But if the OfficeMax titan plans to build another category killer, it’ll be quite a prescription to fill. “No matter where he strikes, he’s going to hit a giant, so he can’t take anyone down,” observes retail-industry analyst Marshal Cohen of NPD Group. “He also might be perceived as too complex or too different from the traditional [health and beauty products] experience we’re accustomed to. His biggest challenge is to have people grow comfortable with his concept.”

No kidding. Max Wellness is a retail crossbreed, combining product categories that haven’t shared the same store shelves previously. (Defibrillators? On your left. Erection-producing herbal supplements? Two aisles down.) With this kind of mix, Feuer’s essentially picking a fight with every retail chain from vitamin shops to the pharmacy behemoths. (Max Wellness is privately held, and Feuer declined to discuss its financial performance.)

Another challenge is the elusiveness of the category. OfficeMax was easy to understand: It sold stuff for your office. But vending “Wellness”—the term’s new-agey trappings alone will surely raise a few gray-flecked eyebrows—is more nuanced than selling sticky notes. “When you create a new category,” says an unruffled Feuer, “you take bits and pieces away from a bunch of different [retailers]. We’ll take some people away from the pharmacy chains. We’ll take from sporting-goods stores, a little from the vitamin and nutritional supplement stores,” and so on.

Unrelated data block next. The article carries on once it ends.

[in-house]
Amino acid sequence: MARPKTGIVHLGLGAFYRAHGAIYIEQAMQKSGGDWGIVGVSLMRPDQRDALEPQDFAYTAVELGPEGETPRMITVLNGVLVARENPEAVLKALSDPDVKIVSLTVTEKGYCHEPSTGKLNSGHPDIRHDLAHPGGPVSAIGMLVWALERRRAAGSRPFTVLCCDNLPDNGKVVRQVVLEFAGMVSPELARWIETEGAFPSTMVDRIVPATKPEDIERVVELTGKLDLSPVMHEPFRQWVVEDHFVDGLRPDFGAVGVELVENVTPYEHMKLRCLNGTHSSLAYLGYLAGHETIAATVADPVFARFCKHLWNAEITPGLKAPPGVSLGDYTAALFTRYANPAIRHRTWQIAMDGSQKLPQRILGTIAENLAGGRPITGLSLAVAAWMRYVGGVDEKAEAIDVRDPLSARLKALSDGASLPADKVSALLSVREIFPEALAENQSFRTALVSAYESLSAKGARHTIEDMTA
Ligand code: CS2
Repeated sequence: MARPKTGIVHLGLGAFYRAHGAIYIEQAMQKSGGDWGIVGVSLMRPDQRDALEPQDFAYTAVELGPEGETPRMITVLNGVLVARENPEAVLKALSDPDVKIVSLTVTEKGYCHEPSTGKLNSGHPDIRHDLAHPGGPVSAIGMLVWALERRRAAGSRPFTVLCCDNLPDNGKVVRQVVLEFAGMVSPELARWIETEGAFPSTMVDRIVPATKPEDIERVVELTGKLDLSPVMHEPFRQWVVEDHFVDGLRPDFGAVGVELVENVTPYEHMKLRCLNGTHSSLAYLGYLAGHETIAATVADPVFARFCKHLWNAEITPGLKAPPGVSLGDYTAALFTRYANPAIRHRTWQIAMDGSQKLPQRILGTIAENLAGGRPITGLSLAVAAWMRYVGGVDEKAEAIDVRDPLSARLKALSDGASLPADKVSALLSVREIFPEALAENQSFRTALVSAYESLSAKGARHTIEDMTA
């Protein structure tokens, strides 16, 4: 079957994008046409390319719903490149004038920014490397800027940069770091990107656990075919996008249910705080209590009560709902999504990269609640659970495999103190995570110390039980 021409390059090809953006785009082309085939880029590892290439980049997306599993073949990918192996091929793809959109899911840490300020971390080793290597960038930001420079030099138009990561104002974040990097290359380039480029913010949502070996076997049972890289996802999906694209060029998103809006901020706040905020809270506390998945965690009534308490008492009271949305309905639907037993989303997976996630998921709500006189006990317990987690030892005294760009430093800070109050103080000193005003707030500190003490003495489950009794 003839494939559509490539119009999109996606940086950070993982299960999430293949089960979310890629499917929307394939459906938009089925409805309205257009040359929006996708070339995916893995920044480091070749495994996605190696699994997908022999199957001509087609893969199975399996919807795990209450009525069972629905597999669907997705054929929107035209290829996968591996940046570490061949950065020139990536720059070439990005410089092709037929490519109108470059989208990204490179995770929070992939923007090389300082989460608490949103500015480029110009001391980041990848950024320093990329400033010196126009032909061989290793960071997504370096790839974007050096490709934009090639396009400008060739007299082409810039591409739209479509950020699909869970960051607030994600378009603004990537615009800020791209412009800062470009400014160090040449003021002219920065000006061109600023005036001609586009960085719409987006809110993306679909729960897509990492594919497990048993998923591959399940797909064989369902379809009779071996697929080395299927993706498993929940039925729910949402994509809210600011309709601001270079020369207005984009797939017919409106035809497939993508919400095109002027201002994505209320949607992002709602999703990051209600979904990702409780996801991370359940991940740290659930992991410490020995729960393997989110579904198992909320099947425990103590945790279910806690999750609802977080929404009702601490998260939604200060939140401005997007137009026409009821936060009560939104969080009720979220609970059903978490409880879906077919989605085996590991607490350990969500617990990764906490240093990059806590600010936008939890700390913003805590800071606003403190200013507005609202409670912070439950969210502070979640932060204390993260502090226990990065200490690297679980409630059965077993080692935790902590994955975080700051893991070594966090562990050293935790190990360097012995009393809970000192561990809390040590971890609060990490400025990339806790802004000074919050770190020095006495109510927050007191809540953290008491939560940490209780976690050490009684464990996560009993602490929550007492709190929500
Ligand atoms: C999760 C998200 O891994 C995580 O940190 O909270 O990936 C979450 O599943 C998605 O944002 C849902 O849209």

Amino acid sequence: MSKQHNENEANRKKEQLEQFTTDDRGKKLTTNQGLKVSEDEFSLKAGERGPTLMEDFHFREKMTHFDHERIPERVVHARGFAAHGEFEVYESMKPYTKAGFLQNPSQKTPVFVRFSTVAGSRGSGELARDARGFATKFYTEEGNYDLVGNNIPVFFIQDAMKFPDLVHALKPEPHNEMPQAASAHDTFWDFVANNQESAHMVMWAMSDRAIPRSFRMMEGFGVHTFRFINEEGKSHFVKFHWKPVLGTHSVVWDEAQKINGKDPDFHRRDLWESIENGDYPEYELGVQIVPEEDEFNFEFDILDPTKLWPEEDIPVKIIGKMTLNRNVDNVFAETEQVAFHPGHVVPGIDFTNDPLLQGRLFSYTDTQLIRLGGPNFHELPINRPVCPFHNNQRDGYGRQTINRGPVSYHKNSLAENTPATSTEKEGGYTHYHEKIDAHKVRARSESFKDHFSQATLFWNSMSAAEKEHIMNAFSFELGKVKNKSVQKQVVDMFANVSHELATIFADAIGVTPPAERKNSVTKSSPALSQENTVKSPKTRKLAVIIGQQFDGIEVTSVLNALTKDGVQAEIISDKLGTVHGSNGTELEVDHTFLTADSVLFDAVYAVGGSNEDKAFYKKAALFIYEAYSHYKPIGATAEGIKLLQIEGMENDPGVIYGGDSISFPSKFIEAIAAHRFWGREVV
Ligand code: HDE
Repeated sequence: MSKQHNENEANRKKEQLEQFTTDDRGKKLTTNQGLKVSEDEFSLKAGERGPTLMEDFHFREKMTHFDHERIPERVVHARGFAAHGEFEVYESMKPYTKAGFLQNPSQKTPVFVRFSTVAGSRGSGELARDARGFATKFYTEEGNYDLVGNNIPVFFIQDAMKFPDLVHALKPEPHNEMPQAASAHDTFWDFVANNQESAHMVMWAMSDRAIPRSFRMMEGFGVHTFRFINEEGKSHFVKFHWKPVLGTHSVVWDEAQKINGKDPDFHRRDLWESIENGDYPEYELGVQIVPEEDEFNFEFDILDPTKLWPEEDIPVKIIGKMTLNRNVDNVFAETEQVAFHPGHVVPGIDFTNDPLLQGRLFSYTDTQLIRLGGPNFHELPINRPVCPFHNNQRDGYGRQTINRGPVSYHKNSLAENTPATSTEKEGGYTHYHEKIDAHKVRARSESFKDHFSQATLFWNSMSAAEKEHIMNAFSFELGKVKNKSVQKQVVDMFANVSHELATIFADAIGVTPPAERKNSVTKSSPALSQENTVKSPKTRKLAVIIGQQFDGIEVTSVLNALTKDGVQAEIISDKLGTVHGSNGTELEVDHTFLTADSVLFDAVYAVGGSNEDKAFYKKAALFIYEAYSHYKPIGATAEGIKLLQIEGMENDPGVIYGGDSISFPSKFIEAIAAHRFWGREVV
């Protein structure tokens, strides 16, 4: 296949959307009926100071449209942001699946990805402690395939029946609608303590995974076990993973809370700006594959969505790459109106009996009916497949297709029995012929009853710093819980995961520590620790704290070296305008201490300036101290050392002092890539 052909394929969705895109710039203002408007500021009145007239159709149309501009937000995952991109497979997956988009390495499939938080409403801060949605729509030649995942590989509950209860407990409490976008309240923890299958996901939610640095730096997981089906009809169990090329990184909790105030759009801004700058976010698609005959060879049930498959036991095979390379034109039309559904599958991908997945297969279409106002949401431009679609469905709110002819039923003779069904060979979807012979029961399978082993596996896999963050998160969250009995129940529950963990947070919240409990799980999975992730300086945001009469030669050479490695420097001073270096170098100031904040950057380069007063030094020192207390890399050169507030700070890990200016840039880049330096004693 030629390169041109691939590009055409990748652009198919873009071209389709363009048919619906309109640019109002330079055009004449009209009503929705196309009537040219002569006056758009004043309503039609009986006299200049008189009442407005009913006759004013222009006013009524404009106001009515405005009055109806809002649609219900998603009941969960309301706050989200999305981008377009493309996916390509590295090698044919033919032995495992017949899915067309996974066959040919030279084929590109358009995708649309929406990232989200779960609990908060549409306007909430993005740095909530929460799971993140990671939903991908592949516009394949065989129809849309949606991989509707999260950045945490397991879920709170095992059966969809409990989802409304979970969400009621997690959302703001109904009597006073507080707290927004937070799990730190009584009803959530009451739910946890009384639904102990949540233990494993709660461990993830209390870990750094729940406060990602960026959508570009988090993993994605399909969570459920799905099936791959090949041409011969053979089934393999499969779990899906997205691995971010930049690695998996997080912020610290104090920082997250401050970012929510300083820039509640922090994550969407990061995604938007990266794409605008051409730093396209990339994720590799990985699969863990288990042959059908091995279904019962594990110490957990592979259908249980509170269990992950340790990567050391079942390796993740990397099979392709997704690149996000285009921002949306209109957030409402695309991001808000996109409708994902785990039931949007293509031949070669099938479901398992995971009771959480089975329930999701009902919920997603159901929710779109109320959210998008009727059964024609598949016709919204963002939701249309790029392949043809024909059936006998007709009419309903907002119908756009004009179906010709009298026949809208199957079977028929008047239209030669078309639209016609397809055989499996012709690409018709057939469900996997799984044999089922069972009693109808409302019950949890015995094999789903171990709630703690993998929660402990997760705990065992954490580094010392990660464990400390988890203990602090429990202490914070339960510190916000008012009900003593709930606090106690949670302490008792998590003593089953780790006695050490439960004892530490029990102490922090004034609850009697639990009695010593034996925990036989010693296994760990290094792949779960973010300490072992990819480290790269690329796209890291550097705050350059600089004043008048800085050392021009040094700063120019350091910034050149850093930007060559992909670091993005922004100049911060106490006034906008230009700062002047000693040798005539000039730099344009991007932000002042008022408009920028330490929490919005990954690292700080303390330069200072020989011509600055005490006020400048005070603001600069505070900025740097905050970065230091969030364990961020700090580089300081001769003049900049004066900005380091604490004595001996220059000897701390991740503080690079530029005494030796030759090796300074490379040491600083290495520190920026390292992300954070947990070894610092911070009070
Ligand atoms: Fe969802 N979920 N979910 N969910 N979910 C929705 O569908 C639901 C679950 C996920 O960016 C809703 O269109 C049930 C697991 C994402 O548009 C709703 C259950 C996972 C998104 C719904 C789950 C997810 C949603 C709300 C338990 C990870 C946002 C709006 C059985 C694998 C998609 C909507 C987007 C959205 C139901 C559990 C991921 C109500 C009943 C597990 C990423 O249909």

Could it really be that easy? Of course not—and Feuer knows it. Which is probably why he balances the rah-rah talk with two other ingredients: A diversified business plan, and a shot of humility.

Feuer turned plenty of heads when he opened the four, 5,000-square-foot locations in the first half of 2010. “Brick-and-mortar stores add brand credibility,” the CEO says, and he has more planned. But Feuer’s clearly done playing the expansion game he did in the late 1990s with OfficeMax, opening 57 locations in a single quarter—a tactic that saturated the segment and ended with “a lot of blood in the streets,” as he puts it.

Today, Feuer speaks of targeting before ribbon cutting. He’s taken a shine to e-commerce, too: Max-Wellness.com stocks the same 7,000+ items the stores do. As for Mini-Max, which targets outpatients who need stuff like dressings and alcohol swabs on their way home, it so far has a four-location deal with Lake Health, an Ohio hospital operator.